I remember like yesterday the dark room, the doctor's negative tone and the empathetic nurse practitioner's presence. We knew that Trenton could have eye issues, but I had seen the way he had stared at me one of the first times I had held him. Surely, he could see.
The doctor's prognosis was overly grim. Our son had a coloboma of the optic nerve. Not only did this mean that he likely had CHARGE syndrome, it also meant that he would likely have little to no vision. This was very heart-breaking. At this point, we already knew that that he had failed his newborn hearing screening and the thought of having neither hearing or sight was a huge weight on us. The Lord helped us through these days, and as Trenton grew, we saw what science does not see. We saw that he could see.
At his first eye appointment with the first doctor who had diagnosed him, the doctor seemed happy with Trenton's progress, but still said that he could have 20/200 vision with correction and be legally blind.
Today was his follow-up appointment. We were supposed to see that doctor again in March, but the Lord led us to NY where my husband is pastoring a church. We have been slowly transitioning Trenton's medical issues to various specialists here. The doctor today examined Trenton and actually knew quite a bit about CHARGE (miracle in itself). What is obvious to us was obvious to him. Trenton can see. The doctor examined the optic nerve, and miraculously the part of the optic nerve that deals with being able to see the most is still attached. The doctor believes that Trenton may have little to no vision issues!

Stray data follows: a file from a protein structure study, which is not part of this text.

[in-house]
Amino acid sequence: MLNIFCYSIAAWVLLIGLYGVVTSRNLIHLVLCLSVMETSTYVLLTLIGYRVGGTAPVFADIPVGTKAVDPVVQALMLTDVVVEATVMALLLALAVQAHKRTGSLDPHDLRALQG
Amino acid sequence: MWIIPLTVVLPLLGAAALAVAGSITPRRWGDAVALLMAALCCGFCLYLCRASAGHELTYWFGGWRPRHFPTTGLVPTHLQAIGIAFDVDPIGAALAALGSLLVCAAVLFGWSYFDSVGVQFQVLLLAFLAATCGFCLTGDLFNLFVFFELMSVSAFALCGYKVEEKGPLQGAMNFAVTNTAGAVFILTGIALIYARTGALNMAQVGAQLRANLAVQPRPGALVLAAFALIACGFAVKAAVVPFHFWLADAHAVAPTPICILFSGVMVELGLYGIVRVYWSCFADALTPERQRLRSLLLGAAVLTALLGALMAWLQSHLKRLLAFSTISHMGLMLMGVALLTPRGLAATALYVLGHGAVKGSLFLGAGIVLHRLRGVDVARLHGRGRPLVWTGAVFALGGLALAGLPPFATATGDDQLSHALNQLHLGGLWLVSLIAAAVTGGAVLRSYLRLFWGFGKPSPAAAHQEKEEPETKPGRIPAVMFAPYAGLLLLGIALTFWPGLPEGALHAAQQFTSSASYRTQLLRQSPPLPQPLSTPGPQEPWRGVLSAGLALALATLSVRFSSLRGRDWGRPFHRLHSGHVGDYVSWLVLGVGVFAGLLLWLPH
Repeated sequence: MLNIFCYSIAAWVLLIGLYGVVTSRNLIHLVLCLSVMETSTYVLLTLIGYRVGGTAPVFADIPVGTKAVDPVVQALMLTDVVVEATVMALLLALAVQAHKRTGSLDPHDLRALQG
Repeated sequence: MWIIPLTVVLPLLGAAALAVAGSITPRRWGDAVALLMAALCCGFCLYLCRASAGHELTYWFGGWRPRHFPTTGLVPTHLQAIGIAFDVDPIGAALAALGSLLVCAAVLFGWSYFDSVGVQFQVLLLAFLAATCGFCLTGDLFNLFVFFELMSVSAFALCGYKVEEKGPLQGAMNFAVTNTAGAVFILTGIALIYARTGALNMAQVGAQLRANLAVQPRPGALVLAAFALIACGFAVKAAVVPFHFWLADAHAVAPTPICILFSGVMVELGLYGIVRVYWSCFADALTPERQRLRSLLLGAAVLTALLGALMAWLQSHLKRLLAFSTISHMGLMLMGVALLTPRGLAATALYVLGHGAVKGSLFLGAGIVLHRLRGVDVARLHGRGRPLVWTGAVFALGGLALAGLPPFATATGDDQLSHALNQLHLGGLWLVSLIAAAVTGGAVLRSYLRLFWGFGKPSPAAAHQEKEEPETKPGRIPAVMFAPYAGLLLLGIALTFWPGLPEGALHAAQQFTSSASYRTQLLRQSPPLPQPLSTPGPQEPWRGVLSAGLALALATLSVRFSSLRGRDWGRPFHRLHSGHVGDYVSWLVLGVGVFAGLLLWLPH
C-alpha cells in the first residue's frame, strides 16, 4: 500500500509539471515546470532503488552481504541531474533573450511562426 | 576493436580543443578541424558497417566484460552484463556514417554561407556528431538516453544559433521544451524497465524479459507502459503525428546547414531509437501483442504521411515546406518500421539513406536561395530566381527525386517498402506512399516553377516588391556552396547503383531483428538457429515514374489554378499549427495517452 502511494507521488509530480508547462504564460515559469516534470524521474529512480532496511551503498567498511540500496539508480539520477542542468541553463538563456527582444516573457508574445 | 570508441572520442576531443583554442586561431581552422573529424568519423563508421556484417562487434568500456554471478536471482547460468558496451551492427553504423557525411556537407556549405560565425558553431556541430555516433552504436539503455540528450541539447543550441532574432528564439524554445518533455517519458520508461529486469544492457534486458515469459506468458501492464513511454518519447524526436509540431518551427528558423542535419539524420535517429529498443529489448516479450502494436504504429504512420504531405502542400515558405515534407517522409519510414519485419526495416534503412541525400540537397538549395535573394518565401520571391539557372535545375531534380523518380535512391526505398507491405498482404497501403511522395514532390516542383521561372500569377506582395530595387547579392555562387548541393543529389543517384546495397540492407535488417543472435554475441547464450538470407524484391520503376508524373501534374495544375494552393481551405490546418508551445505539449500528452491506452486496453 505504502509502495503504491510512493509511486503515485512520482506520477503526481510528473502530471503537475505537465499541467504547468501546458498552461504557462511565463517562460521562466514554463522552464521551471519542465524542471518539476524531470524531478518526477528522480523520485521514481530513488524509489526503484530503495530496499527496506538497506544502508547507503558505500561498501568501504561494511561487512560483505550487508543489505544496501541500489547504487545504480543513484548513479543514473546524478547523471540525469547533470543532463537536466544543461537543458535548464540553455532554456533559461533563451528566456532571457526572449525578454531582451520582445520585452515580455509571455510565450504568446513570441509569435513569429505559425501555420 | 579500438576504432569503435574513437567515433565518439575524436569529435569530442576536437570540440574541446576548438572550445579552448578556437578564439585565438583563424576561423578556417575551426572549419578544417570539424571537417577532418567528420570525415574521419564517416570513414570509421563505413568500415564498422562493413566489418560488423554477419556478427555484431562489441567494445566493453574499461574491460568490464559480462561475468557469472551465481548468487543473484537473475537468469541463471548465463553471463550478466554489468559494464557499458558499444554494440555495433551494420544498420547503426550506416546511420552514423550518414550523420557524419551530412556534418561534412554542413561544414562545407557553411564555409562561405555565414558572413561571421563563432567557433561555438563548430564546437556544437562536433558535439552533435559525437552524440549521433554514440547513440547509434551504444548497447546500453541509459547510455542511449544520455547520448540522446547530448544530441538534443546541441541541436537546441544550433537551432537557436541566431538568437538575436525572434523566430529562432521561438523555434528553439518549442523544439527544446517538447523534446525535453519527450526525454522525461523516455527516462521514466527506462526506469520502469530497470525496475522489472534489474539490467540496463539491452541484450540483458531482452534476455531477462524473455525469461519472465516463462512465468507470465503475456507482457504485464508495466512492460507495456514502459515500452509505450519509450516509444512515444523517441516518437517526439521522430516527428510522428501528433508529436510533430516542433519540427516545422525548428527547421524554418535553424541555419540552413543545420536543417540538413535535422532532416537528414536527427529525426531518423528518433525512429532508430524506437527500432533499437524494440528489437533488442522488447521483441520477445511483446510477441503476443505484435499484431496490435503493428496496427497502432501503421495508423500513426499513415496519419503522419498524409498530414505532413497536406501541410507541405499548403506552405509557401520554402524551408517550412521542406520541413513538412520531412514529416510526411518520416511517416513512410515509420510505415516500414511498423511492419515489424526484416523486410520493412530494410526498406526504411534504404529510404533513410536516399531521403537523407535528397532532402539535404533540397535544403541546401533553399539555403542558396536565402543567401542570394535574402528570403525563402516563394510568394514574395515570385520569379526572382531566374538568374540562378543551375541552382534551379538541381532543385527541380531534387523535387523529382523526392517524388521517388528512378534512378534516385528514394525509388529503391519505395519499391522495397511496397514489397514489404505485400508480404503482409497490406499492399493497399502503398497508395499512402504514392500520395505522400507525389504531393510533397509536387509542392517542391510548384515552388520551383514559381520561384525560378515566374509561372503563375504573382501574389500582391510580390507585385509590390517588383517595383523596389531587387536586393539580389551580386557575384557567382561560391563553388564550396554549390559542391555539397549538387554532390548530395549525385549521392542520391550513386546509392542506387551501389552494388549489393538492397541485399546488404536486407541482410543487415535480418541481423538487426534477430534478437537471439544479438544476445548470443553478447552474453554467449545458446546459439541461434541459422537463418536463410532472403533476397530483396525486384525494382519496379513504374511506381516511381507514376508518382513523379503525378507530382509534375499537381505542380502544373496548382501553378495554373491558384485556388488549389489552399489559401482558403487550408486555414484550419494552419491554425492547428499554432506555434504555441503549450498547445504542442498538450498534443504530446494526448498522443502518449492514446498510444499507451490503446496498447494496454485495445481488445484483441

It's a miracle.
Every night before bed I sing the song, "Amazing Grace" to Braydon. The first time I sang it, he was in the NICU when he was on oxygen soon after birth. I held him in the premee "hug" with hand on head and bottom. How little I knew about that song at that point. Yes, I knew of God's amazing grace to save me from my sins. That grace however extends into every area of my life. I see it in the birth of our first child who was born early. If it had not been for that difficulty, our Trenton would not be with us. I see it in the phrase, "I once was blind, but now I see." This phrase is significant spiritually, but it is also significant physically. Since Trenton's diagnosis, I could not help but often think about his situation, and now, we can happily say this phrase ourselves about him. Our God is a gracious God. He is not gracious only to provide our salvation from sin and hell, but He is gracious to give us help in times of difficulty. He knows when we are in need of of good news.
If your child has a genetic syndrome or physical difficulty with a bleak diagnosis or even one that has so many unknowns, try not to sell God short. Science only knows and sees so much, but God has it all predetermined, and in the right time He will show Himself strong and gracious right when we need it. When it does not seem to happen the way we desire, and He seems silent, we must count ourselves fortunate to be trusted by God with this trial of our faith to ultimately bring glory to Him.